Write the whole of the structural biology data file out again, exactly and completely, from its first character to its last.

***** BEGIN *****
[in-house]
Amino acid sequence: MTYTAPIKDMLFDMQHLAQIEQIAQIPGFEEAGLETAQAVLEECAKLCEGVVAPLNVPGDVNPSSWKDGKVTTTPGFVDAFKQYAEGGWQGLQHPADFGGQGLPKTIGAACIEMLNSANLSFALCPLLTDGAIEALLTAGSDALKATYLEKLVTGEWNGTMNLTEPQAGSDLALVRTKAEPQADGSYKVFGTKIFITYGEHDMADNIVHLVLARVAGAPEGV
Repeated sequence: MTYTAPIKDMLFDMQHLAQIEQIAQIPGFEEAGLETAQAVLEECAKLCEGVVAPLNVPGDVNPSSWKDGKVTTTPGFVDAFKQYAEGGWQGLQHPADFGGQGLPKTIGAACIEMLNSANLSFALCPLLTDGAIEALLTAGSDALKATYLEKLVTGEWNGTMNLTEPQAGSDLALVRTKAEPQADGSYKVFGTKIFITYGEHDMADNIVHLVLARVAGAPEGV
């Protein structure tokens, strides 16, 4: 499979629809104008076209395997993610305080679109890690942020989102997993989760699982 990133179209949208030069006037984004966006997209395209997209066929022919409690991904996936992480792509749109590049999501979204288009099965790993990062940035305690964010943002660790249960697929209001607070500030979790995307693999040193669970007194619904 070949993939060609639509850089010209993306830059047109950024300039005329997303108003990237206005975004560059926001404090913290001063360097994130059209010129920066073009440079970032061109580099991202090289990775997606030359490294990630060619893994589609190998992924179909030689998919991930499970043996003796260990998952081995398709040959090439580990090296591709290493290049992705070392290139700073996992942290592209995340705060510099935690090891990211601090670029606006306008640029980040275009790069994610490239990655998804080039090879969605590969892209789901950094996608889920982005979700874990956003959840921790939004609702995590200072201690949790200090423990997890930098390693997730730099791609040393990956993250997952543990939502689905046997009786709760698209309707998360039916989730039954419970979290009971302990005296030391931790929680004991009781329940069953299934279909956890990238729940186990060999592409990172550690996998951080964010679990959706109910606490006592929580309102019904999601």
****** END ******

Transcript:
[in-house]
Amino acid sequence: MTYTAPIKDMLFDMQHLAQIEQIAQIPGFEEAGLETAQAVLEECAKLCEGVVAPLNVPGDVNPSSWKDGKVTTTPGFVDAFKQYAEGGWQGLQHPADFGGQGLPKTIGAACIEMLNSANLSFALCPLLTDGAIEALLTAGSDALKATYLEKLVTGEWNGTMNLTEPQAGSDLALVRTKAEPQADGSYKVFGTKIFITYGEHDMADNIVHLVLARVAGAPEGV
Repeated sequence: MTYTAPIKDMLFDMQHLAQIEQIAQIPGFEEAGLETAQAVLEECAKLCEGVVAPLNVPGDVNPSSWKDGKVTTTPGFVDAFKQYAEGGWQGLQHPADFGGQGLPKTIGAACIEMLNSANLSFALCPLLTDGAIEALLTAGSDALKATYLEKLVTGEWNGTMNLTEPQAGSDLALVRTKAEPQADGSYKVFGTKIFITYGEHDMADNIVHLVLARVAGAPEGV
């Protein structure tokens, strides 16, 4: 499979629809104008076209395997993610305080679109890690942020989102997993989760699982 990133179209949208030069006037984004966006997209395209997209066929022919409690991904996936992480792509749109590049999501979204288009099965790993990062940035305690964010943002660790249960697929209001607070500030979790995307693999040193669970007194619904 070949993939060609639509850089010209993306830059047109950024300039005329997303108003990237206005975004560059926001404090913290001063360097994130059209010129920066073009440079970032061109580099991202090289990775997606030359490294990630060619893994589609190998992924179909030689998919991930499970043996003796260990998952081995398709040959090439580990090296591709290493290049992705070392290139700073996992942290592209995340705060510099935690090891990211601090670029606006306008640029980040275009790069994610490239990655998804080039090879969605590969892209789901950094996608889920982005979700874990956003959840921790939004609702995590200072201690949790200090423990997890930098390693997730730099791609040393990956993250997952543990939502689905046997009786709760698209309707998360039916989730039954419970979290009971302990005296030391931790929680004991009781329940069953299934279909956890990238729940186990060999592409990172550690996998951080964010679990959706109910606490006592929580309102019904999601």